I am sorry that this is a rather long and terribly sad story. Loftfari and I were attacked in Spring (April 25th, 1993) on the first warm weekend of the year. We were on a wilderness trail here in Trabuco Canyon, Calif. The trail is in a regional park, full of wild-life, but flanked by Orange County development on several sides. (We are located near San Juan Capistrano, between LA and San Diego). I was in front, on Lofty, and my Mom, Sigrid, was behind on Svipur.
We were on a marked, but rather infrequently used trail, along a creek-bed. The 5-foot rattlesnake literally flung itself out at us from about 5 feet away, with no warning rattle. It began rattling as it flew around under my horse's legs, like a mad whirling dervish. It struck many times on Lofti's inner leg. I don't know if it delivered venom with every bite, but rattlesnakes are capable of multiple 'payload' and non-payload strikes: this is something I learned in my research after this terrible incident.
Astonishingly, my brave Loftfari did not bolt, move, or even flinch. He just looked under him, as the deafening rattle shattered the quiet and the snake whipped maniacly about under us. The snake whipped around my boots for many seconds. I yelled to my Mom to stop behind us and I urged Lofti on a few feet to safety. Lofti did not even break stride. The snake slithered off, and I got a good look at him. This was the largest rattler I have ever seen.
I got off to examine Lofti. I thought that somehow we must have evaded any bites, because Lofti was so unruffled. Unfortunately, within 2 minutes his breathing became heavy and gasping. We knew then that he was struck. I left and ran for help. Within 15 minutes we had the fireman with oxygen tanks and our Vet attending. Lofti gasped for 15 minutes, becoming more unsteady each minute. At 15 minutes after the bite, he collapsed to the ground, as Svipur, his stall-mate of 7 years, looked on, worriedly. We did CPR and gave him oxygen for 30 more minutes, keeping his heart and breath going, but he was gone. Lofti died on the trail, a few feet from where the snake bit him, within 20 minutes.
My vet and I did a lot of reading and consultation to find out how such a catastrophic thing could have occurred, as snake bites rarely kill dogs, let alone a 750 pound animal. Here is what we surmise:
The snake was a 'rager', Old-West parlance for a half-blind, half-asleep snake coming out of hibernation. These snakes are hungry, can't see well (eyes still covered with membrane) and they are chock FULL of venom after their long sleep (with no kills) though the winter. They are called 'ragers' because they are unpredictable, aggressive and dopey. I have seen many snakes and shared the trail with them for years. Rattlers are typically shy and don't want trouble. This snake was different. He literally flung himself at us, enraged, from a far distance. We were quite noisy (talking and so on) beforehand, but he was completey startled and did not retreat from the sound: he attacked.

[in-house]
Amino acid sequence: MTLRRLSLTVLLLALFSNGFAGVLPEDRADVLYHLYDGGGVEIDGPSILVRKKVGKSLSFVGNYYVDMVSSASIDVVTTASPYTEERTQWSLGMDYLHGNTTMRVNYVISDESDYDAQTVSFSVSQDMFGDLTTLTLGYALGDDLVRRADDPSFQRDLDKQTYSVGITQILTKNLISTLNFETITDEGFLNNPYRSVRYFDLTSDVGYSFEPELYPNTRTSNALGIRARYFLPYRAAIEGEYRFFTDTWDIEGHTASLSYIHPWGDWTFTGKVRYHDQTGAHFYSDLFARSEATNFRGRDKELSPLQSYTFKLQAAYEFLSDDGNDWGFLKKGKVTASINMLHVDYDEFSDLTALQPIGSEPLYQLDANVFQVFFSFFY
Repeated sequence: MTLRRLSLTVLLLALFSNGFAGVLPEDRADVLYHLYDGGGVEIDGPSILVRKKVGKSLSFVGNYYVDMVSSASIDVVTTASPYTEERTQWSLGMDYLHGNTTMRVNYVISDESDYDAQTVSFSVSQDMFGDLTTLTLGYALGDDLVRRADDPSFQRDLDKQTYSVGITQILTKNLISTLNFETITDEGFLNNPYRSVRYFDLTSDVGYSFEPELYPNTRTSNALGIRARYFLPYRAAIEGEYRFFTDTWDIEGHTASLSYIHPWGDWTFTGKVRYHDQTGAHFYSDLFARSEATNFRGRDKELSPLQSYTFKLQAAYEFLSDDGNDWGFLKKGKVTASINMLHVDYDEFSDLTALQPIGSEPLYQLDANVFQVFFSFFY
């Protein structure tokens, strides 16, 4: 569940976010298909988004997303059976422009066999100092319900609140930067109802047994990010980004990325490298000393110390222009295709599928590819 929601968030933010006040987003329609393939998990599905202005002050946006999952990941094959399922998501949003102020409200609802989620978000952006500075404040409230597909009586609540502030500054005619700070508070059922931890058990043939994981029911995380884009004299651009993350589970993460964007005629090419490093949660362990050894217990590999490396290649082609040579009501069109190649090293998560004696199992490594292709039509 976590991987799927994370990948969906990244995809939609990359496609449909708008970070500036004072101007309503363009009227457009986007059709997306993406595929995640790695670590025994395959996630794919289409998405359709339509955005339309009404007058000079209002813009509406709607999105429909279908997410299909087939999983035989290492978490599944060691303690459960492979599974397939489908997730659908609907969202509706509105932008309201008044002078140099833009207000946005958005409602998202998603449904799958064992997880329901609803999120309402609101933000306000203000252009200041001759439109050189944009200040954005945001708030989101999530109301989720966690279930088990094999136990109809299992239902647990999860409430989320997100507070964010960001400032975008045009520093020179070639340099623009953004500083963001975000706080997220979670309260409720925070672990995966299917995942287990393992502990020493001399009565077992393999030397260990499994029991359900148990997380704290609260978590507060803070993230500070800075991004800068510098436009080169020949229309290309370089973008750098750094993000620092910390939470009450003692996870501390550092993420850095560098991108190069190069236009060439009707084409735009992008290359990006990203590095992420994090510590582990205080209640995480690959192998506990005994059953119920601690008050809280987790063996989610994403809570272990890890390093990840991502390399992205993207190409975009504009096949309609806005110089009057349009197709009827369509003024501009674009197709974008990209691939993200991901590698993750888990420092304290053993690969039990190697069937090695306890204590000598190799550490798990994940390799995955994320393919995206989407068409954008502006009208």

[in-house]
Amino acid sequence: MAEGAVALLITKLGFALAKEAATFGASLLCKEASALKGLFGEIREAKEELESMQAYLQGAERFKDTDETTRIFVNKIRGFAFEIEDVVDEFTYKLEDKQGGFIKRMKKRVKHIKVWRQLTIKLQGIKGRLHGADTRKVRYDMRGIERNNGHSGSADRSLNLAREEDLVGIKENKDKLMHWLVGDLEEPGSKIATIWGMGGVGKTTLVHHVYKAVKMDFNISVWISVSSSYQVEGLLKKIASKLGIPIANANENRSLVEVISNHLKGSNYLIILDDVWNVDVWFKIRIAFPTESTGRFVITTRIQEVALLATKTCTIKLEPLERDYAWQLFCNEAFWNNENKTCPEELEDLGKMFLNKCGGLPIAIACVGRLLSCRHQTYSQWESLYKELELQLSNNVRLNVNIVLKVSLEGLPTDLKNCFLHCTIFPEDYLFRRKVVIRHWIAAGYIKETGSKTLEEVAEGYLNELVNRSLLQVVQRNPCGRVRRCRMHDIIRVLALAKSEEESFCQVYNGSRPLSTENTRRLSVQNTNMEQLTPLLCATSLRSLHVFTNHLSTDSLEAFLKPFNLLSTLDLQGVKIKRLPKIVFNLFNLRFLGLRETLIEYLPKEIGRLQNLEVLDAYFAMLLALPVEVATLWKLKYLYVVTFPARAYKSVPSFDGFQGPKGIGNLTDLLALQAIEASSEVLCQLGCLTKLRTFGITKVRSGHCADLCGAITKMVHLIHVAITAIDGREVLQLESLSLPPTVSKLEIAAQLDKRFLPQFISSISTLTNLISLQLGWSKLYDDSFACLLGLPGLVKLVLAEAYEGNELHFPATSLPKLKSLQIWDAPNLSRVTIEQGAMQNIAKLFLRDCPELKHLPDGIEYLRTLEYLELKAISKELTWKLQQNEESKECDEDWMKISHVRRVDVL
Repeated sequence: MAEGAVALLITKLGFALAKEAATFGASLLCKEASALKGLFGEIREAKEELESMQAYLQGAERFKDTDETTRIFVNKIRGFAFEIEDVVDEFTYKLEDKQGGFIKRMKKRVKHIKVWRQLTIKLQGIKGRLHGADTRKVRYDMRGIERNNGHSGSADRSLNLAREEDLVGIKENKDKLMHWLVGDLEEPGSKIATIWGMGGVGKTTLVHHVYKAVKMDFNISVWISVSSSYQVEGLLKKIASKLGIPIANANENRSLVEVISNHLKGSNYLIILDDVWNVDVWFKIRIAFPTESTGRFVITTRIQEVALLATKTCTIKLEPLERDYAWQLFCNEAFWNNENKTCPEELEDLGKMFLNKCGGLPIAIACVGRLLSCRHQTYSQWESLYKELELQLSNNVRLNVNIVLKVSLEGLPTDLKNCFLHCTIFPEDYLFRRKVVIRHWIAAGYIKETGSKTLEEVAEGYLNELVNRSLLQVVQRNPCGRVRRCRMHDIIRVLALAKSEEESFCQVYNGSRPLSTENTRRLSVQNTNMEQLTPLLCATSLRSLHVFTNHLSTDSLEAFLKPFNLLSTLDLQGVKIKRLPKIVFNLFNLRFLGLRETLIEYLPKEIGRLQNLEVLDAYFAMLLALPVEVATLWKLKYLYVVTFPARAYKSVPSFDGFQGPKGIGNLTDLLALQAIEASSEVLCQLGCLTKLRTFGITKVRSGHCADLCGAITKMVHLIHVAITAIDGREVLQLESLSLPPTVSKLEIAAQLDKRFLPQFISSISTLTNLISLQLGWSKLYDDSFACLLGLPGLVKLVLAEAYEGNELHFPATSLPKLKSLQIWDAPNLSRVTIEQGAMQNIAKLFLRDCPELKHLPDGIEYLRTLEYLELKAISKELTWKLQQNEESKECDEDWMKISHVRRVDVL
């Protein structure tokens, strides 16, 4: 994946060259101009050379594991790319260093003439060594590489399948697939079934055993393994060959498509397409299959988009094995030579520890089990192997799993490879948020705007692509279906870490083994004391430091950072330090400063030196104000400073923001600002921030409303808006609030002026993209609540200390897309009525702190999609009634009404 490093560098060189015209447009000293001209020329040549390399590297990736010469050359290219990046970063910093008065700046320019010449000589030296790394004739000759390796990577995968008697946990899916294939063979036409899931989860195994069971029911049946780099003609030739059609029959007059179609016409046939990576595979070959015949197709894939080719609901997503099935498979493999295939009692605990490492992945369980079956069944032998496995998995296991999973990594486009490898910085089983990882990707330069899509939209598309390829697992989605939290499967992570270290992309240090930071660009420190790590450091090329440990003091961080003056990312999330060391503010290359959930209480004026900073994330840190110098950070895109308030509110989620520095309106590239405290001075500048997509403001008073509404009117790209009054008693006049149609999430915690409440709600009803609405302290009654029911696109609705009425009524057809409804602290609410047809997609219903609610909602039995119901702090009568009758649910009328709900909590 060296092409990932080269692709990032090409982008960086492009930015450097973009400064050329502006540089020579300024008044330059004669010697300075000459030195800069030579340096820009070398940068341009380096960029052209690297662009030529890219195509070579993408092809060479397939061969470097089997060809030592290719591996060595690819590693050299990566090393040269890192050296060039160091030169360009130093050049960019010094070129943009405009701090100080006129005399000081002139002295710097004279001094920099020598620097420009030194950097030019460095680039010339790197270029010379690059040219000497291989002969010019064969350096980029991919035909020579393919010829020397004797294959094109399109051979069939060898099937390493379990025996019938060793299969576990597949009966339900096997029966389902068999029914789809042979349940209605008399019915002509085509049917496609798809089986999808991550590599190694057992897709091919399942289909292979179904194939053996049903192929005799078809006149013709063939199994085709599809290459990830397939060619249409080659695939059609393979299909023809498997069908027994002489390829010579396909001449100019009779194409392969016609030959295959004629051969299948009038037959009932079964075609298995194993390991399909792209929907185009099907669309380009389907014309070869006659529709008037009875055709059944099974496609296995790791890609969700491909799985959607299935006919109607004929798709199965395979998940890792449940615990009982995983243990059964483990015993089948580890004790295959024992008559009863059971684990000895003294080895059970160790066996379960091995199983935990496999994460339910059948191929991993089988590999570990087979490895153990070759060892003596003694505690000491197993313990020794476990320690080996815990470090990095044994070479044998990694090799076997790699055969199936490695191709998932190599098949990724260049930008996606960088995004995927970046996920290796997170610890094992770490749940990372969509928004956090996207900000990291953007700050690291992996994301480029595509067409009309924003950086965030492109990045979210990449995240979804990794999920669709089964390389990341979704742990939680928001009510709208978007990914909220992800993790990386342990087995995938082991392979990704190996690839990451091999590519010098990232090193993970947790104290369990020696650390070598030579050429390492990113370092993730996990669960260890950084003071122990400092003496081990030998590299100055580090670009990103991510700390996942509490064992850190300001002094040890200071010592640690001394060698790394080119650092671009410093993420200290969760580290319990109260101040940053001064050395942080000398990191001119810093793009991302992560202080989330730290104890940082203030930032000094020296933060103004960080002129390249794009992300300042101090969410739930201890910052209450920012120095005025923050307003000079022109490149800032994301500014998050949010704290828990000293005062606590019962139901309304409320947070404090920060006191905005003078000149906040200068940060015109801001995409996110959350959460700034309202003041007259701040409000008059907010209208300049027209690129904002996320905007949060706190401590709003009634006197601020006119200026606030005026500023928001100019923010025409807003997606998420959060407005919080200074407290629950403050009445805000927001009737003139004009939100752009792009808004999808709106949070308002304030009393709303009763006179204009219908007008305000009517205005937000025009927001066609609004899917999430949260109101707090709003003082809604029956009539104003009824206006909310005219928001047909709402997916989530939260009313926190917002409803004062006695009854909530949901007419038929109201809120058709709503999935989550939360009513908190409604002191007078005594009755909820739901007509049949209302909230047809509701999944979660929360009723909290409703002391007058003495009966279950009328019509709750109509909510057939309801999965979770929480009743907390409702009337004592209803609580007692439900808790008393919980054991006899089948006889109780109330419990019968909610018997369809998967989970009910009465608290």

Also: It was our misfortune that Lofti was evidently bitten in a main vein/artery, rather than sub-cutaneously. Thus he likely received an enormous, 'mainline' (intravenous) bolus of venom, straight to his heart/circulatory system. This shut him down and put him into anaphylactic shock. This was a freak occurrence, as skin/flesh bites are seldom life- threatening. Look at the inside of your horse's upper thigh, after a long ride: large veins are very raised and visible. This must be how the venom got into Lofti's system so quickly (or so we guess).
Anyway, there was no hope of saving him. I have seen many rattlers since, but have met no more 'ragers'. Statistics show that most snake bites occur in April and in October/November: this is when the snakes are dim- witted and either coming out of or going into hibernation. Bites cluster in the early morning, and at around 5:00 in the evening: again, this is when the snakes are soaking up the first morning sun, or getting the last bit of warmth before the cool Fall evening. During these times, I ride only on wide, Fire-road type trails, and I never enter deep grass. I always ride in chaps or tall boots. For a year afterward, I jumped at coiled garden hoses :(((!
This is my sad story. Sorry for the length, but maybe the information will help someone else avoid a bite. Again, most snake-bites are not catastrophic. I liken this to being struck by lightning.
I often have thought that my Lofti could have reared and dumped me. That he was so calm may have kept me or my mother from harm. He was fearless and wise. SO sad that he came all the way from Iceland to be felled by a rattler.
- Helga, with fond memories of my brave little Lofti